In August 2019, FINMA emphasized the technology-neutral application of the law. The Anti-Money Laundering Act has been applied to blockchain financial services from the start. The Swiss law already says that service providers and financial institutions supervised by FINMA can only send digital assets to external wallets of their own, already identified customers and can only receive digital assets from these wallets. Digital assets can only be accepted if information about the sender or recipient can be reliably transmitted in the corresponding payment system. This Swiss regulation goes further than the international FATF standard, which provides an exception for transfers to and from unidentified wallets or wallet providers.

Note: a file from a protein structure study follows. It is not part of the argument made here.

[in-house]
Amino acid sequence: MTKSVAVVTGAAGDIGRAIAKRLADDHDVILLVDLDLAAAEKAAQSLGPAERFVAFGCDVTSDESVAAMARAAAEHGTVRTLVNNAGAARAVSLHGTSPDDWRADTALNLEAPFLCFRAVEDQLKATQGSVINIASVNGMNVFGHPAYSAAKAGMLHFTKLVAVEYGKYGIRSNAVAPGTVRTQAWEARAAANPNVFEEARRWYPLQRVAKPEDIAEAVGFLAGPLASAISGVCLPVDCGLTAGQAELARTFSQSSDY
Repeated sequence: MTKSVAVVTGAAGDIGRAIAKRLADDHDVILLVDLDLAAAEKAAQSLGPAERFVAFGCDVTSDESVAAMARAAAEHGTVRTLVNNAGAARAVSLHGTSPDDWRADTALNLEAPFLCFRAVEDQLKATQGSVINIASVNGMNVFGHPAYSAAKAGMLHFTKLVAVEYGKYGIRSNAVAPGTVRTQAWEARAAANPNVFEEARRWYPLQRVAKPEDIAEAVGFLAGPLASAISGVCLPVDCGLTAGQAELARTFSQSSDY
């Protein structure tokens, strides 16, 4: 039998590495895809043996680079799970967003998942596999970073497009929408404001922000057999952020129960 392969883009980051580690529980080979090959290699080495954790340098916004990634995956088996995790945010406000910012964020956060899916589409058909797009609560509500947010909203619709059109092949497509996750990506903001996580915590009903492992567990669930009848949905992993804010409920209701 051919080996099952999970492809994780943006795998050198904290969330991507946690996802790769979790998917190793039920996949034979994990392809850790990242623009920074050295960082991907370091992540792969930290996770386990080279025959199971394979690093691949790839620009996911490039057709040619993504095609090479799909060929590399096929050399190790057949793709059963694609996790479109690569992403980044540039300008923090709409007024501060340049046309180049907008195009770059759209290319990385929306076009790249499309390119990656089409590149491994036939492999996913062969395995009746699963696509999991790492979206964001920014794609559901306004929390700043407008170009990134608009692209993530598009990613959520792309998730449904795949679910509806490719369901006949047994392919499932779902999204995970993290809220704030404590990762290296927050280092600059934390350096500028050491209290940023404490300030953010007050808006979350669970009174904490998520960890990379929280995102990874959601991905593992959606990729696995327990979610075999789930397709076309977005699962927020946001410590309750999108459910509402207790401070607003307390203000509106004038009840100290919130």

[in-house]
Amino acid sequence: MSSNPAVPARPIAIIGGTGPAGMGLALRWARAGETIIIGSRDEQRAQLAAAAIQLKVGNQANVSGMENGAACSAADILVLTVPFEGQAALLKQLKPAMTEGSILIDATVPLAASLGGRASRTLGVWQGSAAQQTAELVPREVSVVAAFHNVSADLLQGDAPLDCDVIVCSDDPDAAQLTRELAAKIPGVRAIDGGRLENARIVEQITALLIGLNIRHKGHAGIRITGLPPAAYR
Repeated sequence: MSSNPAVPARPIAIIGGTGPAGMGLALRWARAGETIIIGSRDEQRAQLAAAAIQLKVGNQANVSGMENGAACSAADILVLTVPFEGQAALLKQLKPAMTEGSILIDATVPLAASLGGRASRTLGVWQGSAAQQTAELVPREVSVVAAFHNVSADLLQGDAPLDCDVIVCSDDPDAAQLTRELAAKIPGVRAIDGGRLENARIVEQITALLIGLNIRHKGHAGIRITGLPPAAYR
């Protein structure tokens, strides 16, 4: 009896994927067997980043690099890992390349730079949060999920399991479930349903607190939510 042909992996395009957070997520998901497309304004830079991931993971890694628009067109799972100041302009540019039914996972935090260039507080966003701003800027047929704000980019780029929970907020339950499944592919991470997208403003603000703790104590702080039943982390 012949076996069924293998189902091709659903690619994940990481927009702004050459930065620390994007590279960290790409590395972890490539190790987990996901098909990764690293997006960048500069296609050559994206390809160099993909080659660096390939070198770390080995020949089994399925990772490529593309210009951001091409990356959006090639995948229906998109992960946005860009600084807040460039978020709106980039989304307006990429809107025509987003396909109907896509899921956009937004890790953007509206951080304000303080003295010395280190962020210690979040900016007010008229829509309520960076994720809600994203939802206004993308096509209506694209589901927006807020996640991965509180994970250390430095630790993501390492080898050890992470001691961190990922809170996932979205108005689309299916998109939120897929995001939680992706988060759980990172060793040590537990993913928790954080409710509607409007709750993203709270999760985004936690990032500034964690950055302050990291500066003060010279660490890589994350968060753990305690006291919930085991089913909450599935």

The question is how should companies deal with the provenance of digital assets? This is an issue that needs close attention, because carelessness in this area can lead to serious consequences for the parties involved. We will therefore explore this very question in another article next week.

This article is an extract from the 70+ page Discovering Institutional Demand for Digital Assets research report co-published by the Crypto Research Report and Cointelegraph Consulting, written by eight authors and supported by SIX Digital Exchange, BlockFi, BitmainBlocksize Capital, and Nexo.